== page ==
Kohlert VKS Popular Tenor Sax

Kohlert horns have a special spot in my in my heart. I am especially fond of the VKS model horns—arguably the highest quality of horns ever made by Kohlert. This morning I noticed a Kohlert VKS Popular tenor sax on eBay, and it is definitely a beauty of a horn.

tenor saxophone, tenor sax, Kohlert VKS Popular tenor saxophone, silver plated sax,

Source: sentimood on eBay.com

This silver plated tenor saxophone looks to be in remarkably good shape, and not have been abused. Given that these horns were produced in the mid to late 1930s, it is not unusual to see the horns showing the signs of heavy use. While this Kohlert VKS Popular does have some finish wear, it doesn’t immediately show signs of damage and/or repairs.

The seller simply describes this VKS Popular tenor as follows:

Vintage Kohlert “Popular” Silver tenor saxophone
Well built and stunning looking nickel silver plated
Has rolled tone holes and micro-tuner neck, Caged key guards
These are I believe their top line horns
It plays great up and down the scales
Hard case included in sale

The Kohlert VKS Popular was not the top line horn that the company produced. That distinction was held by the “Unser feinstes Modell”, which when exported, was sold under the “Highclass” name. The VKS Popular was in fact the mid level saxophone that Kohlert advertised in a 1939 catalogue.1

This particular eBay horn has/is:

  • Finish 3: highly polished, heavy nickel plating with mother of pearl key rollers.
  • Drawn and rolled tone holes.
  • A microtuner.
  • A G# trill key.
  • Keyed from low Bb to high F.

If a buyer wanted to upgrade their Popular, he/she could order mother of pearl key touches on the remaining keys.

If you’re like me and love the vintage Kohlerts, then this VKS Popular tenor might just be your next tenor sax. If so, you’ve got a couple of weeks to get your bid in. The auction for this Kohlert VKS Popular tenor is scheduled to end on November 12. That said, the seller does have a Buy It Now price of £745.00 on the horn. eBay currently estimates that to be $1,201.91 US.

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1 Source: Saxophone: Ein Kompendium by Uwe Ladwig

…this is just my blog. My “real” website is www.bassic-sax.info. If you’re looking for sax info, you should check it out too.There’s lots there!

German Saxophones & The Nazi Party

For years now the Internet has been rife with statements, rumours, supposed “facts”, and half-truths about what the German Nationalsozialistische Deutsche Arbeiterpartei’s (Nazi party’s) view on the saxophone was. The majority of things I’ve read indicate that the saxophone was banned in Nazi Germany, yet the Swastika-engraved saxophones produced in Germany, by German saxophone manufacturers, for German military bands would suggest that at least some form of saxophone playing was allowed and/or tolerated.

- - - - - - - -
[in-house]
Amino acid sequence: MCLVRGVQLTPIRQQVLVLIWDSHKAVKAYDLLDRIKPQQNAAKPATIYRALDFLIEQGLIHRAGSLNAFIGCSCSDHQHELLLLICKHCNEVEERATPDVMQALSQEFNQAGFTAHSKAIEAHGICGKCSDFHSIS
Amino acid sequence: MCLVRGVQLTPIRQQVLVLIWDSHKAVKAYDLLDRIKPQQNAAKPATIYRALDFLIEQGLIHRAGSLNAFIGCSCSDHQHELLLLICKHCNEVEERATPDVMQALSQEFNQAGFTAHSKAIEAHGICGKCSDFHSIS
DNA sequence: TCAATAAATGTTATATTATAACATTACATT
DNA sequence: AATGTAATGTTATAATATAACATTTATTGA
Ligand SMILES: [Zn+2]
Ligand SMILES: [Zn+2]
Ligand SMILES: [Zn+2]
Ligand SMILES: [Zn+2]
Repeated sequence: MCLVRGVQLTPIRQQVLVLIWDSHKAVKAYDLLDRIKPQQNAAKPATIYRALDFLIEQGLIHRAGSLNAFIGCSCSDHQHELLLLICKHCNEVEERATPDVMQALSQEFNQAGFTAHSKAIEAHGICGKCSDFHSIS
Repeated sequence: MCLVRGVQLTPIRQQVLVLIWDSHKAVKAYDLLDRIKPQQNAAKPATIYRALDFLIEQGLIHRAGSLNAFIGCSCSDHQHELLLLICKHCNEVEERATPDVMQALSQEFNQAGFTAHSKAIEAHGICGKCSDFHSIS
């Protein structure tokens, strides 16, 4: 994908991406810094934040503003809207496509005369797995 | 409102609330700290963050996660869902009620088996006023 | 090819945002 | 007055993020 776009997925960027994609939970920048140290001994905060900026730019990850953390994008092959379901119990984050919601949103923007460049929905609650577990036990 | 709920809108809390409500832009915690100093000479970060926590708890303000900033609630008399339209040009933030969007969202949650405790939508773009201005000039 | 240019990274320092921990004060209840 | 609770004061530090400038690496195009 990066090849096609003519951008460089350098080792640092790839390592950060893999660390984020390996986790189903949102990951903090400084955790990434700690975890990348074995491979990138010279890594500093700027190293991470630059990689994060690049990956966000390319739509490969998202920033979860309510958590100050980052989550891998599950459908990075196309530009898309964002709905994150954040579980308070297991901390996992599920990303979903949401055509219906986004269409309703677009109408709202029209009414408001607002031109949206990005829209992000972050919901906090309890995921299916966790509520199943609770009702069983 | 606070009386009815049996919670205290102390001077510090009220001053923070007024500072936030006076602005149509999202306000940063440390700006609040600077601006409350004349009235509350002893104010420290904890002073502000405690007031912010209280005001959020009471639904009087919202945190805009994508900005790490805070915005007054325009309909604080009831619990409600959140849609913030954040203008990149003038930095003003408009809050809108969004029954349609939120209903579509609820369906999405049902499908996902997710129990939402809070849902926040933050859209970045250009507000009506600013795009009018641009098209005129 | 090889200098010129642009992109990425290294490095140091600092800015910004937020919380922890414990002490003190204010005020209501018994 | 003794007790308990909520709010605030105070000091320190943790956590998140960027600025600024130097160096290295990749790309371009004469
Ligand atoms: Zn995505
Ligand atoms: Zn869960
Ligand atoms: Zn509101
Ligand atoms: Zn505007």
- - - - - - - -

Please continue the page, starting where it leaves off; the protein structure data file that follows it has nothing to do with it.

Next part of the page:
Swastika engraving on saxophone bell, saxophone, German saxophone, German eagle, silver sax

G.H. Hüller tenor sax, # 37316 Source: Lowboy on warrelics.eu/forum

Zer vill be no sax playing here… Unless it does not sving

A couple of weeks ago I happened across an article in the October 7, 1933 edition of The Milwaukee Journal, which would indicate that the Nazi party was OK with the saxophone.

Nazi Views on the Saxophone, Oct. 7, 1933, The Milwaukee Journel, newspaper article, saxophones in Germany, OK, so someone got a key element of the story wrong. Adolphe Sax was not German, but in fact Belgian. Nonetheless, this article made me very curious, and I began to do some research to see if I could find something that explained this article in The Milwaukee Journal.

Rather than relying on any Internet sources, I went to a couple of books I have on the history of the saxophone. The first is a title most readers are likely familiar with: The Devil’s Horn, by Michael Segell. Although Segall mentioned the saxophone’s history in 1930s-40s Germany, unfortunately he offered nothing that could explain this 1933 article.

The second book I consulted is titled The Saxophone, and was written by former professional saxophone player, turned Professor of Music at City University of London, Stephen Cottrell. Success!

Cottrell has written quite a lot about Nazi/saxophone relations. Furthermore, being an academic, Cottrell has so many end notes in his book that I could be chasing them down for months to come.

In a nutshell Cottrell explains that:

  • Germany became intolerant of jazz after the Nazi party came to power in 1933, because correctly or not, jazz became associated with black musicians.